Tuesday, August 30, 2011

Human Rights as a subject in the classroom – My Reflections

Human rights can seem truly abstract to many people, especially those living in societies where the protection and promotion of human rights is not considered a priority.

To a child growing up in North Korea, China, Algeria, Somalia or many other countries; the concepts of having some inalienable rights as a human being may really sound abstract and unreal.

It is therefore important for educators to guide learners to see the interconnected nature of our world and help them understand that they have some basic rights, which are globally accepted, by all countries. Learners living in countries with poor Human Rights records need to be guided to understand that simply because their governments doesn’t respect, protect and promote these rights those not in any way negate their existence, validity and incumbency.

In my local context, teaching learners to acquire skills and knowledge that will enable them recognize their rights and maintain a proactive stance in the enforcement of these rights will require: -

1. Firstly guiding them to understand the interconnected nature of global relations.

2. Guiding them to understand the system of international conventions and the legal binding effects of the various Instruments signed at these conventions.

3. Guiding them to understand the various possible civil pressures that could be exerted to persuade governments to sign up to International Rights instruments, if they haven’t done so.

4. Guiding them to identify key local and global institutions and organizations that are actively involved in human rights issues.

5. Guide them to understand the human rights situation in our society by researching into human rights struggles and see if any results were achieved as a result of the efforts.

6. Guide them to understand the concepts of human rights in the context of their local religious and cultural realities.

Children rights is a sensitive topic in most of out local societies and in my local context, I have to take into consideration the cultural and sometimes religious interpretation s of who the child is taken to be.

In some of our local communities, the child is expected only to be seen, but never heard. S/he is expected to be totally submissive to laid down norms even if they infringe upon his/her basic human rights as enshrined in the CRC!
Any complaint or protest against the status quo may mark the child as “undisciplined”, “rude” etc.
In my local society, there is little or no opportunity for initiating action to prevent or stop human rights violations. The social welfare structure for monitoring and preventing child abuse is nearly nonexistent.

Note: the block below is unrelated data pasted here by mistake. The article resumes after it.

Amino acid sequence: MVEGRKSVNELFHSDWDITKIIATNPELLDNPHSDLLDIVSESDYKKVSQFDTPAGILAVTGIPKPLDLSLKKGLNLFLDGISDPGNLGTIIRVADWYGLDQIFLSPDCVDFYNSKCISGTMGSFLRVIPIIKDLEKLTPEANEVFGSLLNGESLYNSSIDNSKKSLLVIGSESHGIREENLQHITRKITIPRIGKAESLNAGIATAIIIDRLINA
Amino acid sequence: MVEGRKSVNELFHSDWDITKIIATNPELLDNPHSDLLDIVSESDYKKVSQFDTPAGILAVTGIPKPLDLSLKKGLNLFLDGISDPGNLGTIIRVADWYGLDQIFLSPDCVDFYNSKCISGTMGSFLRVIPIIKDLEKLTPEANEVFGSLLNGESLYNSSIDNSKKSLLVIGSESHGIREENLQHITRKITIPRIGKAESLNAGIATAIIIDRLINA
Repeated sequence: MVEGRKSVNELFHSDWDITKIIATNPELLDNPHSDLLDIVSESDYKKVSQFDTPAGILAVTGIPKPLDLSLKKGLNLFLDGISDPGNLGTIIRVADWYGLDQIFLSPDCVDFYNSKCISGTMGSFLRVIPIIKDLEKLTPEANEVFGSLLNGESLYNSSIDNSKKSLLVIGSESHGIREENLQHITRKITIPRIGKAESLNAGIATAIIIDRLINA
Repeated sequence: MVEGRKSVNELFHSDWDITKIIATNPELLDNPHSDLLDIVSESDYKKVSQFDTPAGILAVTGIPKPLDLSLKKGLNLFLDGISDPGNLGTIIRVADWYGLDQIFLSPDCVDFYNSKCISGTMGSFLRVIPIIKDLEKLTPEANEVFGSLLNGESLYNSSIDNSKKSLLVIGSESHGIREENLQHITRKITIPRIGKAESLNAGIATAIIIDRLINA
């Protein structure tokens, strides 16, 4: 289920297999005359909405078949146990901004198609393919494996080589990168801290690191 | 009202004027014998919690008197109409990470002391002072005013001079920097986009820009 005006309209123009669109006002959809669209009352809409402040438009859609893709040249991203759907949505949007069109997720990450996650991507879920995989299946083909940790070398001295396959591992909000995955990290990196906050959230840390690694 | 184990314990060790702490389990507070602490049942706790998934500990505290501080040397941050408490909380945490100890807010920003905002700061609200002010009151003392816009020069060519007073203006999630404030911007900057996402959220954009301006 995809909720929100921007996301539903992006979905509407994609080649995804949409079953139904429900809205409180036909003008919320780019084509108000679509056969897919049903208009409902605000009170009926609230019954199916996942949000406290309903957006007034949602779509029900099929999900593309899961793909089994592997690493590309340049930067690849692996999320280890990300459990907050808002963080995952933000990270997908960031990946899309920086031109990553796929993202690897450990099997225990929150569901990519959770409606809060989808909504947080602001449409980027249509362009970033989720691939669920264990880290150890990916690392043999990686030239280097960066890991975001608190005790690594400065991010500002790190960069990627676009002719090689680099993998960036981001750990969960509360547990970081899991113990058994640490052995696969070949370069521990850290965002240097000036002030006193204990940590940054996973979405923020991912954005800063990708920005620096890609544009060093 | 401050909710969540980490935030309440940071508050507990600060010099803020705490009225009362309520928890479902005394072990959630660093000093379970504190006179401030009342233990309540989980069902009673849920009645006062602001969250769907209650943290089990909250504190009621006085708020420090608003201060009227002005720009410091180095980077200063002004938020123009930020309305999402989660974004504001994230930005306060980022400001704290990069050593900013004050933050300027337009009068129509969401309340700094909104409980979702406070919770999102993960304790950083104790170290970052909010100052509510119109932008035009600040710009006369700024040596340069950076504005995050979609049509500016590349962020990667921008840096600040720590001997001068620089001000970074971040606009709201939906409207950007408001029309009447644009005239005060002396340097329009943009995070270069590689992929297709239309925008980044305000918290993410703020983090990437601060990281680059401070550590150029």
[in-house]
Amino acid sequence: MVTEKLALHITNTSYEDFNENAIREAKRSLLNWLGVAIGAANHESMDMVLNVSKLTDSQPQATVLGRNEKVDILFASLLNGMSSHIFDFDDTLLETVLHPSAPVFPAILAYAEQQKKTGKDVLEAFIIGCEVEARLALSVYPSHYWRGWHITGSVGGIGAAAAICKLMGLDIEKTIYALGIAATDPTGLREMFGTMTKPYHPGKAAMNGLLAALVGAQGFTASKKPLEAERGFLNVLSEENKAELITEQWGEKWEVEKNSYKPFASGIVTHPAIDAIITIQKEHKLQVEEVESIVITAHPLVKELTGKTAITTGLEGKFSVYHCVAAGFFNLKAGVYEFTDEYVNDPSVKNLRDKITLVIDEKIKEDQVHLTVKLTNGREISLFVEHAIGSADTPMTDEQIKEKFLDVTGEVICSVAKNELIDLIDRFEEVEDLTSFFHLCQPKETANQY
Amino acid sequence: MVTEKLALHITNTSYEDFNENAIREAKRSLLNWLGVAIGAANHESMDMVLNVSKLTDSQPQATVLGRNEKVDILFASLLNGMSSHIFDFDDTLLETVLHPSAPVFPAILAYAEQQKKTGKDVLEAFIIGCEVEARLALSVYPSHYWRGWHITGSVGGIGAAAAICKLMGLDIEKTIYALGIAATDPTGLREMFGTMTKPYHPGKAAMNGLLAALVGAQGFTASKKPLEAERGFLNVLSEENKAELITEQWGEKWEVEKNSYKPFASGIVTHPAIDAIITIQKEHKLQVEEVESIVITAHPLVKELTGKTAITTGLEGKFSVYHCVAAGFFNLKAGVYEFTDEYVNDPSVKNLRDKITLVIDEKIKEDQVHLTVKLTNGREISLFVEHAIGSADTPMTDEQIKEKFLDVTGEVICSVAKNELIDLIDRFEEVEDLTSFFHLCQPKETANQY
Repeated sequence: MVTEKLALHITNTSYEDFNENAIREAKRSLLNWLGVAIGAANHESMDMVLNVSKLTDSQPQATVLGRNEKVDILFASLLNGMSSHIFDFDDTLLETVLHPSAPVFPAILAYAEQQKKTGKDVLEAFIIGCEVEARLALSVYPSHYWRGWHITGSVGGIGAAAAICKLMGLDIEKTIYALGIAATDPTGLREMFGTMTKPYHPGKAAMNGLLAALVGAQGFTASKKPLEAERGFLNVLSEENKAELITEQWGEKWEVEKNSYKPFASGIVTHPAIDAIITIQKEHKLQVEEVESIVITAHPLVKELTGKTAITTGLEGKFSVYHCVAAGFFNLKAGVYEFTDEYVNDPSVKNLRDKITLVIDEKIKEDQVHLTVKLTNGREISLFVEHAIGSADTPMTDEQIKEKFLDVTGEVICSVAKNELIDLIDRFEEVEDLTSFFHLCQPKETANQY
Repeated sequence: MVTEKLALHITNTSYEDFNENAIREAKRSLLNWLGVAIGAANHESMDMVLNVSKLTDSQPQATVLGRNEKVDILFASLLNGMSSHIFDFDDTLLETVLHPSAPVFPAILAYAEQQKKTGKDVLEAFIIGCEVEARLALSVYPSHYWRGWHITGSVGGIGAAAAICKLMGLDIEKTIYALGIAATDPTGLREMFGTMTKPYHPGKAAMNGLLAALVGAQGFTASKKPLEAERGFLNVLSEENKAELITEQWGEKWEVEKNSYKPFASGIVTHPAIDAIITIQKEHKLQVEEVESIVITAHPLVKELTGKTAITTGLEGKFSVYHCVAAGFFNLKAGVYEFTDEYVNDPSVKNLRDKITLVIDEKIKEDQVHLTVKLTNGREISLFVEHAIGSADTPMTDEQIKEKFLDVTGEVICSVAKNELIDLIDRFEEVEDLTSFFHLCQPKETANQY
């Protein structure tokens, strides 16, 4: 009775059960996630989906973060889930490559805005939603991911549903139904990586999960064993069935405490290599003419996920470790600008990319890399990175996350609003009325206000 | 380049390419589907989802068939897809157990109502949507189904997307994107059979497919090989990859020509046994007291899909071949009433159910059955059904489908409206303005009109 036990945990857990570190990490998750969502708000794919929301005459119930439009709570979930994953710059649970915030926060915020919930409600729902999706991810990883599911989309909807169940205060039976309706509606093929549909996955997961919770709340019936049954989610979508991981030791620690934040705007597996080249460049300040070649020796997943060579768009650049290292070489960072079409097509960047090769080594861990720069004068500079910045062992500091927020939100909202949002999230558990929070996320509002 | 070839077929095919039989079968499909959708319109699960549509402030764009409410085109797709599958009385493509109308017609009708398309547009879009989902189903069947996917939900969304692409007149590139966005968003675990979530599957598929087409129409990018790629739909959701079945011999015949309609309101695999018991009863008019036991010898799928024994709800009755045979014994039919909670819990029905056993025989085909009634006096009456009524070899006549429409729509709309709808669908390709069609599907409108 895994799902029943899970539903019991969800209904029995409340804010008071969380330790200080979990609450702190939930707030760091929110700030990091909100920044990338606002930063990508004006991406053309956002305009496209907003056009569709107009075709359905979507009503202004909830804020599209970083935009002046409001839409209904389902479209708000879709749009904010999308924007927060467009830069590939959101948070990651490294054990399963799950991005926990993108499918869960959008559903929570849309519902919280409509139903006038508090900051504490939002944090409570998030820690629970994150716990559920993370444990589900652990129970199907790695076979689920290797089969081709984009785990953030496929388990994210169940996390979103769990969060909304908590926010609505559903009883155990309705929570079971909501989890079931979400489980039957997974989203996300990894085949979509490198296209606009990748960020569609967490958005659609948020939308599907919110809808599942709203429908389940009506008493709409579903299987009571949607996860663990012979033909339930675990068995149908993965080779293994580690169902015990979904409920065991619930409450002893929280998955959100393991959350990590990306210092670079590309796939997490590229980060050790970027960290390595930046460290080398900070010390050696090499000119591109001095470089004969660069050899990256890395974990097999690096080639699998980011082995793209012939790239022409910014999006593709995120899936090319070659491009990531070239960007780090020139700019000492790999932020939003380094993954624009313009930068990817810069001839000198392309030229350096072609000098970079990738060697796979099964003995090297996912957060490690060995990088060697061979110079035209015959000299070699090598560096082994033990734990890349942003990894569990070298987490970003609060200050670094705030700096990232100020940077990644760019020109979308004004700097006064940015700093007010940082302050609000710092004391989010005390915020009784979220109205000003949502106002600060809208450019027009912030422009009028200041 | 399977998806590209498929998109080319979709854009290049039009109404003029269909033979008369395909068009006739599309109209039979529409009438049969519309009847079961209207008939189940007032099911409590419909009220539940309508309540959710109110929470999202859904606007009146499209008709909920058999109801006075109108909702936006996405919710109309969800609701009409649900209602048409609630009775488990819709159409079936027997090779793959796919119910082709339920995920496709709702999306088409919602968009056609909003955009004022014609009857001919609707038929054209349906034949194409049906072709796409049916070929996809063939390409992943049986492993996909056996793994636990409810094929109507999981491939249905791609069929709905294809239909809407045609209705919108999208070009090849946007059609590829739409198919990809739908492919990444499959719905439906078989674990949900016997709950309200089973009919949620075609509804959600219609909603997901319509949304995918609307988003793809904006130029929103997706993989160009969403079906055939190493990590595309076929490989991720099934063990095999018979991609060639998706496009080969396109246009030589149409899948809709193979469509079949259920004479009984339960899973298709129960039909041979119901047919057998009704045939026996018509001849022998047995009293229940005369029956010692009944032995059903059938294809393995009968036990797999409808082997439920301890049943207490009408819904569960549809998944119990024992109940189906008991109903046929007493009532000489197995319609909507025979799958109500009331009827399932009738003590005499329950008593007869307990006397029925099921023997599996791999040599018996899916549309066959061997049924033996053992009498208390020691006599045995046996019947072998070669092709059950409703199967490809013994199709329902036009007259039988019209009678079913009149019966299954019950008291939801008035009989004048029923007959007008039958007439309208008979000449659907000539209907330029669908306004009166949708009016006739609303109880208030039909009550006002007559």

To ensure a transformation of this reality will actually require being able to get everyone concerned to see the protection and promotion of children’s rights as a worthwhile venture that has multiple benefits for everyone.

With the learners guided to understand their rights and knowing the available mechanisms for protecting these rights, and parents guided to understand the positive effects of protecting and promoting these rights; Human Rights Education will definitely have a meaning in the life of the society.
Child labour, forced marriages, denial of access to education, child-sexual abuse, physical abuse etc.. are not uncommon in the society and they are strongly defended with porous cultural and religious reasons.

It is possible to get a remedy if the children are guided to understand their rights and know the available avenues for seeking help if these rights are violated.

Parents on the other hand need to be made to see the dangers in the various rights abuses and how they damage the child’s normal development and stunt his/her future potentials.

In guiding child learners to understand the concepts of human rights; I, as an educator must put the above considerations in mind. It will be most feasible to guide the learners to acquire persuasive engagement skills especially when dealing with perceived violations in their immediate environments especially in their homes.

Many parents out here still hold on to the notion that their unilateral decisions in the home are final and not open to any debate or suggestion. They believe that children are never to question the rationality, objectivity, fairness or legality of their parents’ decisions, even if the decisions directly affect the children themselves. I such families, it is forbidden for children to ever ask “WHY?”

Where feasible, it is useful for a teacher to get to know parents of his/her students. This could give the teacher an added opportunity of educating them on the potential positive effects the promotion and protection of children rights can have on the all-round development of the children.

A Parents-Teacher discussion forum could be organized once in while to give students a better understanding of the rights their children are entitled to.

This will prevent possible misconceptions from illiterate conservative parents who may misconstrue the Human Rights Education efforts as being designed to weaken their authority, or to turn their children against them.

1 comment:

  1. Ibrahim,

    I would agree that we have to teach adults as well as children about the rights of children and the rights of all individuals. It is a difficult task especially if adults are giving up their authority to a conservative leader in their lives.

    I like your idea of getting to know the parents of the children we teach. I'm not sure it would work to teach children about human rights without also informing their parents.


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This work by Ibrahim K. Oyekanmi (mallamibro@gmail.com) is licensed under a Creative Commons Attribution 3.0 Unported License.